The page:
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Sitting atop the Middle East and stretching out between Asia and Europe, Turkey is a thriving country where modern-day Turks live quite comfortably under all the weight of their country's biblical and historical references. Architecture dating back to Constantinople and Ephesus is only a short drive away from beaches where the battlegrounds of Greek legends are now packed with sun-bathing tourists.
Spanning 10,000 years of civilization, it would probably take you several years to see all of Turkey's attractions. But even if you're there for a few days, don't miss out on Safranbolu, Urfa, Troy, and Rumi's tomb in Konya. Often lost amongst the Roman, Greek, and Ottoman ruins, Lycia's magnificent tombs carved by the indigenous people are definitely worth your time. Head east to Mount Nemrut to see a relatively recent archaeological discovery from pre-Roman times. If you get an overdose of ancient history, visit some of Turkey's present-day Orthodox monasteries which dot the countryside or head straight to the beaches at Izmir on the Aegean or Antalya's Turkish Riviera on the Mediterranean Sea.
Sightseeing in Turkey will definitely work up your appetite — try a traditional meze platter with cheeses, olives, and pickles for starters. Add a few kebabs, a glass of raki, and you're set for a complete Turkish meal. Leave room for the aptly named Turkish delight — with a wide range of flavours on offer, you won't be able to stop at just one. During the month of Ramadan, some establishments may be closed for the hours of fasting, but Turkey is fairly secular and you will still be able to eat and drink at plenty of restaurants.
Flights to Turkey are cheapest when you head to the country's main international airport in Istanbul (IST). The city has a smaller airport (SAW) which deals with traffic from European budget airlines. On occasion, you can also get an international flight to Antalya (AYT), Milas-Bodrum (BJV), Mugla (DLM), Ankara (ESB), Izmir (ADB), Bursa (BTZ) and a number or smaller regional airports, but this depends on the time of year at which you're travelling.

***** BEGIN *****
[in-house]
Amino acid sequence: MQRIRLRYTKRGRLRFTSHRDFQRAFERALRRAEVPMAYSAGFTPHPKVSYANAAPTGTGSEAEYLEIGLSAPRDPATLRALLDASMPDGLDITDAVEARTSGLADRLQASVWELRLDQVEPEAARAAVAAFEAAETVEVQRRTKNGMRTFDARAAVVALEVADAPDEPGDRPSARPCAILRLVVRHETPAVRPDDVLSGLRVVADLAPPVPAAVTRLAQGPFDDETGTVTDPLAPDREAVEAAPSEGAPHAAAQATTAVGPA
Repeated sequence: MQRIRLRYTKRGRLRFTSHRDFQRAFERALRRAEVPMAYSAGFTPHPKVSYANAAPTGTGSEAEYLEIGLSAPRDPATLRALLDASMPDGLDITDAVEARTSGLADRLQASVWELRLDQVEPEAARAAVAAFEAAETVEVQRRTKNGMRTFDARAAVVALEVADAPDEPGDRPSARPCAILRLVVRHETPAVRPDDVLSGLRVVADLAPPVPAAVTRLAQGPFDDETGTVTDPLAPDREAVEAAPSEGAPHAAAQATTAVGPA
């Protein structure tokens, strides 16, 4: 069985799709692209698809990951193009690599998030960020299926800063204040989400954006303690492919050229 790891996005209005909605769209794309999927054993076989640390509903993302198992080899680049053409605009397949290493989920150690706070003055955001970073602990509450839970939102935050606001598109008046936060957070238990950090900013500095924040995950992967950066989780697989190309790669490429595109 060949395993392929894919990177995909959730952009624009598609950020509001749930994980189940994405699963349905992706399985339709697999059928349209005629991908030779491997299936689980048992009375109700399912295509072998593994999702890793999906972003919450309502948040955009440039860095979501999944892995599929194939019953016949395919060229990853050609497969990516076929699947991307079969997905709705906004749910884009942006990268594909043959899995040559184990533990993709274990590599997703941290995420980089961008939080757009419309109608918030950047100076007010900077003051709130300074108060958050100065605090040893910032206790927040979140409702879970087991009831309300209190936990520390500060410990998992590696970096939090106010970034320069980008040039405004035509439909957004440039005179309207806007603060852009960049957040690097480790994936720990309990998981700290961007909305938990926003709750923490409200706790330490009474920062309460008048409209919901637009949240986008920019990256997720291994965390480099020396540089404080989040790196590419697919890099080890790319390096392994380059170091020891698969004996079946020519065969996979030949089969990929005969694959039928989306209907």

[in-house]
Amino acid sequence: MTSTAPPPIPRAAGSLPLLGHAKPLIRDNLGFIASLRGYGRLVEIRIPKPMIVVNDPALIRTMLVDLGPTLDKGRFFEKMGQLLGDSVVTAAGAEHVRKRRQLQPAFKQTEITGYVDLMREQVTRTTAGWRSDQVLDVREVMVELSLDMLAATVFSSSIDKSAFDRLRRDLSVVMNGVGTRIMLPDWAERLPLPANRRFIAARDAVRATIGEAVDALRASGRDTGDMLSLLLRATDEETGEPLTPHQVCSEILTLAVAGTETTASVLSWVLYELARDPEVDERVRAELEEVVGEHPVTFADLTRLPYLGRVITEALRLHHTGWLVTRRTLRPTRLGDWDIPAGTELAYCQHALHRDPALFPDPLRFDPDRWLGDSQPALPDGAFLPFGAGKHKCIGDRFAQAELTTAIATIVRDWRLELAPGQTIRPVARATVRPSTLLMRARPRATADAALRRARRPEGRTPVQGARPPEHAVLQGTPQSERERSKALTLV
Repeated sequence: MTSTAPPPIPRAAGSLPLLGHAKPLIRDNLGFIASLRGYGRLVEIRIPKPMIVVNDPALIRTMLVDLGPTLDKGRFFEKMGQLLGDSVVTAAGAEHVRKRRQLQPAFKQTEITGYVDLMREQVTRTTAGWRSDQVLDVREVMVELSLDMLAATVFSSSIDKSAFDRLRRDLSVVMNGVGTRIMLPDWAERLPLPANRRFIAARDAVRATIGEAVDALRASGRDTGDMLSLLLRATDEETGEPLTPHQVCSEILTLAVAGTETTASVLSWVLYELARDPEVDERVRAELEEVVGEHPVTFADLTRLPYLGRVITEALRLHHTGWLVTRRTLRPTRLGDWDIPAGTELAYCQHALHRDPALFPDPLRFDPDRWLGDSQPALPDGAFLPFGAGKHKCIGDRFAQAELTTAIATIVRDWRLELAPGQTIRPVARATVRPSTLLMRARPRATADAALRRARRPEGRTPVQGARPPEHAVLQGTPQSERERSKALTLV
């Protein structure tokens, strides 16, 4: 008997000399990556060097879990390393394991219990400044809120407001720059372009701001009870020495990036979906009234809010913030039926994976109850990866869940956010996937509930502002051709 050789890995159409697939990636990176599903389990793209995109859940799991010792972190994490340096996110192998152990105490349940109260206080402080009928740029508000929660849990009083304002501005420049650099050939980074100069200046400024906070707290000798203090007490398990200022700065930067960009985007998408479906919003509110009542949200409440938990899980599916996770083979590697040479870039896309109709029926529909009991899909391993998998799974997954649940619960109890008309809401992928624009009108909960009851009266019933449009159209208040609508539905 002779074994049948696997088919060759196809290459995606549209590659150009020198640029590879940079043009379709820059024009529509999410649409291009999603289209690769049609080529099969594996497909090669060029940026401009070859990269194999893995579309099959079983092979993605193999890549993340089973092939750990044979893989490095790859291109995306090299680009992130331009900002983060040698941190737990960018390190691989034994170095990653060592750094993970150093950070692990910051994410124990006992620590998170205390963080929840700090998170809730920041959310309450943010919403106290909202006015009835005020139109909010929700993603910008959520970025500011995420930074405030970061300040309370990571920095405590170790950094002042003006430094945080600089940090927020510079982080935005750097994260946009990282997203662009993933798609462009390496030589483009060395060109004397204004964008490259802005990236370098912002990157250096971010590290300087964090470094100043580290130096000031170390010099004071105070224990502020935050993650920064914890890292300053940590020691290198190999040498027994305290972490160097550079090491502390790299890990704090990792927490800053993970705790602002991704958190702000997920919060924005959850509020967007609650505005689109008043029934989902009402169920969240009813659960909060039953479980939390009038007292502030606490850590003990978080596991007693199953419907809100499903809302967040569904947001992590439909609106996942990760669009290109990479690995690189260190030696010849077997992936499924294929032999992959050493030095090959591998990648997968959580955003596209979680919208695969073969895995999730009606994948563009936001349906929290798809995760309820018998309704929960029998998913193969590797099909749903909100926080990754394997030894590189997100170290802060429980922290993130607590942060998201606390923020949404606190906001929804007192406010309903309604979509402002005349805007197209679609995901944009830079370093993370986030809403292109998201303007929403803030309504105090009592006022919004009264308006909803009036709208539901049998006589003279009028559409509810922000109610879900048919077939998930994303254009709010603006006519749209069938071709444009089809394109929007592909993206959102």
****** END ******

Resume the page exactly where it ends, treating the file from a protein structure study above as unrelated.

Canadian visitors can fly to Turkey on Air Canada, Lufthansa, Delta, American, Austrian Airlines, and Alitalia. Most flights from Canada will stop over at a hub airport in Europe or the UK. If you're travelling around the region you can also book a flight to a European airport and take a train or budget flight to Turkey.
Turkey's Mediterranean coast has hot, humid summers, and mild winters. Further inland, the seasonal temperatures are more extreme, although summers are less humid. Toward the East, winters have heavy snowfall and temperatures drop as low as -12°C, while summer temperatures can rise as high as 45°C. On the northern coast, temperatures become moderate again with warm summers and cool winters, but substantially more rain than the rest of the country.
The Mediterranean and Aegean coasts are at their best from April to October. Unless you're in Turkey to ski, it is best to avoid the central and eastern regions during the height of summer or winter when it is too hot or too cold to really enjoy the country. The peak tourist season is from June to September so visit from April to June or in October to avoid paying steep rates for accommodation and airfares.
If you're planning on visiting Turkey's mosques, remember that women will need to don headscarves so be sure to bring one along or buy something locally.